A visit to the Korean national museum

One of the first things we did in Korea was to go to the national history museum in Seoul. The whole internet said we should go and we really needed to learn some history. It’s amazing how little we learn of history outside our own bubble (Europe) when we go to school.

So what we were mostly interested in was what happened when, who have ruled Korea, how has the country developed, which are the important historic events and what has defined Korea. As we only knew what has happened after 1945, there was a lot to learn.

I won’t write the complete history of Korea here, but some important bits are that Korea has been a monoculture for almost 8000 years. They have always have a good relationship with the part of China that is closest and a more sour relationship with Japan. Many big heroes have come out of the fights with Japan. Korea has almost always been extremely stable, all dynasties have ruled for a long time (up to 800 years), they have always been reasonably well off and quite techinally advanced. Few wars and little unrest.


Outside the main builing og the museum. There were many buildings and a big garden that were also part of the museum. I don’t remember where everything was from, but I will try and write something.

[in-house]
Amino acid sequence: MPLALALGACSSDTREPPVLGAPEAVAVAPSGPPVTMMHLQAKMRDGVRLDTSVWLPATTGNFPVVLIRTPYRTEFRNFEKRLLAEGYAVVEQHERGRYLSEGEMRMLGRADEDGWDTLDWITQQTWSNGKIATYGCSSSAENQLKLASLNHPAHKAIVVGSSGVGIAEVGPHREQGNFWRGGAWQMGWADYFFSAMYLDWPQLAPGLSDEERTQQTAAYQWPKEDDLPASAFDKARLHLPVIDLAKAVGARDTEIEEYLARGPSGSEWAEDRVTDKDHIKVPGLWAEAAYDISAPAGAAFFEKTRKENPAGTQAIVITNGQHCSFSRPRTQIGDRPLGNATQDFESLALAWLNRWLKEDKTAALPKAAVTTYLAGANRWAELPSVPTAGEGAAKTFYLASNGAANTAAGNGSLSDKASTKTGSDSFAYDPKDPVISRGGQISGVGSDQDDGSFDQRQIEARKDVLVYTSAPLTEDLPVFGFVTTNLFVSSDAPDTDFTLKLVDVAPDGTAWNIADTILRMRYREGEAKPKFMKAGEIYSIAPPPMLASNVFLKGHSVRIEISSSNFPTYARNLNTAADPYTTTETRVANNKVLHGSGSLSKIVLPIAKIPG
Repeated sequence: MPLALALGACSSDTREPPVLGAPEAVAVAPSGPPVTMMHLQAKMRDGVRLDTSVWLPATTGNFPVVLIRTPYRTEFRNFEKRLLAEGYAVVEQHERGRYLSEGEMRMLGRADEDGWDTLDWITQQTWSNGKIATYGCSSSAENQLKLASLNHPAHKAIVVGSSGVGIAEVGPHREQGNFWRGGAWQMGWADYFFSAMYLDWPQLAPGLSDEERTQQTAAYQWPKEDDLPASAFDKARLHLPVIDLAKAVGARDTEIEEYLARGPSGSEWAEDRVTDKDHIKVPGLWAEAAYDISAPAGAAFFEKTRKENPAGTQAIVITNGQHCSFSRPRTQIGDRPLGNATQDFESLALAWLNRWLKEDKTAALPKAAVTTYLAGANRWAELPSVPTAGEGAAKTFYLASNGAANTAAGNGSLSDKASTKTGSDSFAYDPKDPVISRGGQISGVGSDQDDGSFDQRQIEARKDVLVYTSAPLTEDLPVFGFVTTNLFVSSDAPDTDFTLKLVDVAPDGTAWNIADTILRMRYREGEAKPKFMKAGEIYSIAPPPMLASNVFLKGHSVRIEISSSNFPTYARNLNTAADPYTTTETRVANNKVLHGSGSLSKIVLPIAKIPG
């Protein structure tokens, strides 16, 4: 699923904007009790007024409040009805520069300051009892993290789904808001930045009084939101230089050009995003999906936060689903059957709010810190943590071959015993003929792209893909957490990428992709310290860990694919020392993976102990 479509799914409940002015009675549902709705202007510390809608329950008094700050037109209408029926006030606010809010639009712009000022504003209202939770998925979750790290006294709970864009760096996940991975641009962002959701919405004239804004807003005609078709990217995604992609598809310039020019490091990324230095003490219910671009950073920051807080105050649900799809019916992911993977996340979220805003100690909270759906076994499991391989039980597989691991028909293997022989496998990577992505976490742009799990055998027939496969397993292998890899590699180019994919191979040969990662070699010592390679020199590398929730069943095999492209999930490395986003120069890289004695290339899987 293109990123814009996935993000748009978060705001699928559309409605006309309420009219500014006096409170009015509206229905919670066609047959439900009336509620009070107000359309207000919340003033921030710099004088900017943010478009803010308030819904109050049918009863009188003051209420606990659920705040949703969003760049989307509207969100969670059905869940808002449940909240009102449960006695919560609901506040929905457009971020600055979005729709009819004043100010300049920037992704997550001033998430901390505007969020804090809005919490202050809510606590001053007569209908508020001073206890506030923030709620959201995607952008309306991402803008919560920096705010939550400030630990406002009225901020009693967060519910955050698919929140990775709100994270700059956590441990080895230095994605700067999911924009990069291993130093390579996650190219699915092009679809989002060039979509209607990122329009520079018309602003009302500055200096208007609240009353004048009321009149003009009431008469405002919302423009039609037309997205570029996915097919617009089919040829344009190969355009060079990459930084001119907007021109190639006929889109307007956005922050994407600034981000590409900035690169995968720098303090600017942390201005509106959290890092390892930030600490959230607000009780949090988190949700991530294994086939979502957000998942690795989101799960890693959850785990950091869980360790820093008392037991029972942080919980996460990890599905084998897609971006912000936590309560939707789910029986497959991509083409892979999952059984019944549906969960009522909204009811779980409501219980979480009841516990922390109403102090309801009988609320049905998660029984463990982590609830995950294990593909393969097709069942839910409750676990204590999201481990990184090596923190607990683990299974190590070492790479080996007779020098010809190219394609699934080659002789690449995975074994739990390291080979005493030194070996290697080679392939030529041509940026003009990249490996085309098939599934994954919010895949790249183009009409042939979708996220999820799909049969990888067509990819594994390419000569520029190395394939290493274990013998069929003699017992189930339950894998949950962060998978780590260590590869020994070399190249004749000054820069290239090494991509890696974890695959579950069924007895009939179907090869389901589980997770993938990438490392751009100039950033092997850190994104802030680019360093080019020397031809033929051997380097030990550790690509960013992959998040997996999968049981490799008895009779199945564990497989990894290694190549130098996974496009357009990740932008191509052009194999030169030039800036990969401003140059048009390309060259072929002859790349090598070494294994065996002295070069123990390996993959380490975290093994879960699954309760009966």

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This is the gold crown of the Shilla empire that was found in those burial mounds we visited. They are more than a 1000 years old and of the most intricate details.

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When I see things like this I always compare to Norway. What did we do a 1000 years ago? We were all caught up in ordinary and rudimentary agriculture, wooden houses and bad food. Imagine cultures like these? No wonder the vikings travelled.


This is a stone pagoda, they are everywhere in Korea.


It was three stories tall, I think.

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We had a look at Buddahs and learned some of the symbolism of how he is positioned.

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This is a temple gong from a Buddhist temple.

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Then there is fine pottery made in Korea a long time ago.


A certain time period is defined by this greenish colour.

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Korea has always drawn inspiration both from China and Japan, even though the three countries are very different.

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There were separate rooms on the influences from different countries. Very illuminating.

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After a quick tour with an English speaking guide, we went back to the exhibition on the history of Korea and had a closer loog on the handicraft work.

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It reminded me of the travelling Afghan exhibition I saw in Trondheim a couple of years ago, with the hidden Afghan golden treasures.

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The oldest things made by man, found in Korea. There are very old settlements in the country and it is fascinating to learn about, for a person who comes from a country that everyone walked into, but it took a long time to make a country and one culture.



I was very happy with the museum and very happy that we went. Understanding some of the history made the journey in Korea richer and more interesting.

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